27 January 2006

Victims' chief 'no political football'

Belfast Telegraph

Bertha McDougall: 'I will be my own harshest critic'

By Noel McAdam
27 January 2006

Victims' Commissioner Bertha McDougall has bluntly warned: "I do not want treated as a political football."

In her first full interview since taking up the position, the interim commissioner insisted: "I don't want this job to be knocked around from pillar to post".

Mrs McDougall is determined to ensure her independence, not least from the Government. "I intend to be my own harshest critic," she said.

And as she prepares to meet the province's political parties, the RUC reservist's widow also made clear she is not affiliated to any of them.

But the controversy over her appointment will not go away, although court action prevents Mrs McDougall from making any comment.

The widow of a man who died after being hit by a plastic bullet fired by a police officer has initiated a High Court judicial review on the grounds that the post does not command cross-community support and was a concession to the DUP which has said it "supported" the appointment.

The SDLP has also lodged a formal complaint, arguing the appointment did not follow normal procedures.

But, for Mrs McDougall, the work has to go on. Newly-ensconced in offices in central Belfast, she has already met a total of 26 groups - including former loyalist and republican prisoners - since taking up the position on December 5.

Already, one widely-supported proposal for a one-stop-shop for victims - "which could at least signpost people properly" - is emerging from the discussions.

The Commissioner said she has declined to become involved in arguments over any hierarchy of victims, with some being regarded as perpetrators.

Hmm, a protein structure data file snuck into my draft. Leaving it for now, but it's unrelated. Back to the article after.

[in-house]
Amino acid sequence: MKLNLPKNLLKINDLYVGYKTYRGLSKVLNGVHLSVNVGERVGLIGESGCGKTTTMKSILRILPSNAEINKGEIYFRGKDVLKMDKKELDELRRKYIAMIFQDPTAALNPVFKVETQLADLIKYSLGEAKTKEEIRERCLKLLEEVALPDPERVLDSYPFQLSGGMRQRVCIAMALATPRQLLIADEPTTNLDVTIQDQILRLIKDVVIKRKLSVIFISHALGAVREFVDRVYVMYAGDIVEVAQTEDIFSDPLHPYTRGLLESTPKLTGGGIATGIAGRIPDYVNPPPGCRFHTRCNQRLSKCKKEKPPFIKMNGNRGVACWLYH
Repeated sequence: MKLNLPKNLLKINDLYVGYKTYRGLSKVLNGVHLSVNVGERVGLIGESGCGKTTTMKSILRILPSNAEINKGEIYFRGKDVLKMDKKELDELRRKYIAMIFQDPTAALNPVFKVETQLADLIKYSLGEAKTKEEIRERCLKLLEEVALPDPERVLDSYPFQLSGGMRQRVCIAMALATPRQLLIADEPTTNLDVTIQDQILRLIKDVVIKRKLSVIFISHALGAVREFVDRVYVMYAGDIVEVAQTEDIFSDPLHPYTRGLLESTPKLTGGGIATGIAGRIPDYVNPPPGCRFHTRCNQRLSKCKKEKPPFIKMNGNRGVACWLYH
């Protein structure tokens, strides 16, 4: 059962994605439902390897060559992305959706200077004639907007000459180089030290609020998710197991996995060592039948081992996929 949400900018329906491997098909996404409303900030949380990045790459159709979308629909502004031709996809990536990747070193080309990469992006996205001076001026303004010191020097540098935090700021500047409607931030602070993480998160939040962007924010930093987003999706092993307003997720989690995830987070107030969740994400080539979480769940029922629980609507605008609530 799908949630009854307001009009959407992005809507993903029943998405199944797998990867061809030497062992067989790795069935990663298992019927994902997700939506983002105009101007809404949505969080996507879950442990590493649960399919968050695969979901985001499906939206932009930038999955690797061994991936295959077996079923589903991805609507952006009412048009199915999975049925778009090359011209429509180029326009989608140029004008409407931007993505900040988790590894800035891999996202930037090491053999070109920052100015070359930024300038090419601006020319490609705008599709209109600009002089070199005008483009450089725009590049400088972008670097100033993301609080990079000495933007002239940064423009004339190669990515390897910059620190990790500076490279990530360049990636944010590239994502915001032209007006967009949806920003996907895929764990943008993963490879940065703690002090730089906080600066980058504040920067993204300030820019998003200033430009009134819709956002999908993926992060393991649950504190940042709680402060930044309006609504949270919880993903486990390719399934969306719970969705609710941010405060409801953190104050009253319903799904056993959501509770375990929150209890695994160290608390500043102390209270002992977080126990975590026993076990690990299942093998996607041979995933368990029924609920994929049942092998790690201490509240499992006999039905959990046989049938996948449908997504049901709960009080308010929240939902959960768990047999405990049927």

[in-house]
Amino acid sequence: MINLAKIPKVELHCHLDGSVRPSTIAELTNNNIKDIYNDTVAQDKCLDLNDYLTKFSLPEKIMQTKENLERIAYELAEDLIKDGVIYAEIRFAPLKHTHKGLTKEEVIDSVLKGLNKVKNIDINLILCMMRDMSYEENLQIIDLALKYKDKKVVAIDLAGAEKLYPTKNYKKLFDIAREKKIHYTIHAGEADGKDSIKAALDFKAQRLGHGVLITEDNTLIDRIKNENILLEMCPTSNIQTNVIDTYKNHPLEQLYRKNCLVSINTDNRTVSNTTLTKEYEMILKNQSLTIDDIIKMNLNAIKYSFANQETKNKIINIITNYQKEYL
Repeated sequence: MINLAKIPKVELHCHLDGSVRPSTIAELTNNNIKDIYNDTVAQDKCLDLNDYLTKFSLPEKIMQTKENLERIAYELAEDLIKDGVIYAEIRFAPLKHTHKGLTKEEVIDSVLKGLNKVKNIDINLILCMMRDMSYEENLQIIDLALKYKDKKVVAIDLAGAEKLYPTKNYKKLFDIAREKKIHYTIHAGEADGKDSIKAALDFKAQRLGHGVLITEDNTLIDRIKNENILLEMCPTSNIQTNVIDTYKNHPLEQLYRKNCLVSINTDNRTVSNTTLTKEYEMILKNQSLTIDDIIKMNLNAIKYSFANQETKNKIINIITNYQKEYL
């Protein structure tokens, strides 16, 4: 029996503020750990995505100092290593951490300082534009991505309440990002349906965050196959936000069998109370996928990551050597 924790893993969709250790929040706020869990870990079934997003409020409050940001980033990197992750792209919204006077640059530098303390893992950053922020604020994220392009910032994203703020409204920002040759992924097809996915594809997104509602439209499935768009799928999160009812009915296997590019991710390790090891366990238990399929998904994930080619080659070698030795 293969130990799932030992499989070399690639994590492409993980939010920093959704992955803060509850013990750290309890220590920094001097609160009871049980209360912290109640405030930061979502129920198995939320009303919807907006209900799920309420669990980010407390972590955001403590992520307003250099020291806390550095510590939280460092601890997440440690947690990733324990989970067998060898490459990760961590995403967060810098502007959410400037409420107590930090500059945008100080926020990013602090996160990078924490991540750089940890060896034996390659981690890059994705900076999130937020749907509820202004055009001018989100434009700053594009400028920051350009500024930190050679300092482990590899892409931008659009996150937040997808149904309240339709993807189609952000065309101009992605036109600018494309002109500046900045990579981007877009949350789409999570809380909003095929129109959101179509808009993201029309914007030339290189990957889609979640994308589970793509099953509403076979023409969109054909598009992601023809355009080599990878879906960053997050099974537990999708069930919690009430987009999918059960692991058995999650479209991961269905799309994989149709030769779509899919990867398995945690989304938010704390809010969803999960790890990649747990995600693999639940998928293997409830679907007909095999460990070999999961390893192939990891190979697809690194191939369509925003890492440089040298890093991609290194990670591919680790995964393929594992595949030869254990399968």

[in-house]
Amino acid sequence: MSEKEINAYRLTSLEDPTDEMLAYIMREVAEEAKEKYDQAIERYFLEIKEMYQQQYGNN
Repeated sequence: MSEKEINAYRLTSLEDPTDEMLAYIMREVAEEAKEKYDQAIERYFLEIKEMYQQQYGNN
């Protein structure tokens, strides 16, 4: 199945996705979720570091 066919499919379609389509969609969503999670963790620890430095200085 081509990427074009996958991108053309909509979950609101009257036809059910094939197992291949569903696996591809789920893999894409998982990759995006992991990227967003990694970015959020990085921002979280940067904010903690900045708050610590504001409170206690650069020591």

"My role is to reflect the views of all victims, including their different views, and it is not for me to make judgments," she said.

Mrs McDougall hopes her recommendations - to be published at the end of the year - will be building blocks to develop better co-ordinated services, including pain management, counselling, practical help, associated financial resources as well as the idea for some form of victims' forum.

"Victims want acknowledgement and recognition of the pain they have suffered. They also want to get to the truth of what happened in particular circumstances. They want justice and they want practical help," she said.

"I would challenge any Government against not listening to the voices of the victims. There is desperate hurt out there and society cannot pretend it is not there."

Mrs McDougall said official figures estimate there are around 120,000 immediate family members sharing a sense of victimhood in Northern Ireland.

"It is very humbling to look at a figure like that (which) doesn't even include the communities around them," she said.

In meeting with the victims' groups, she wants to ensure all victims are aware of help which is available.

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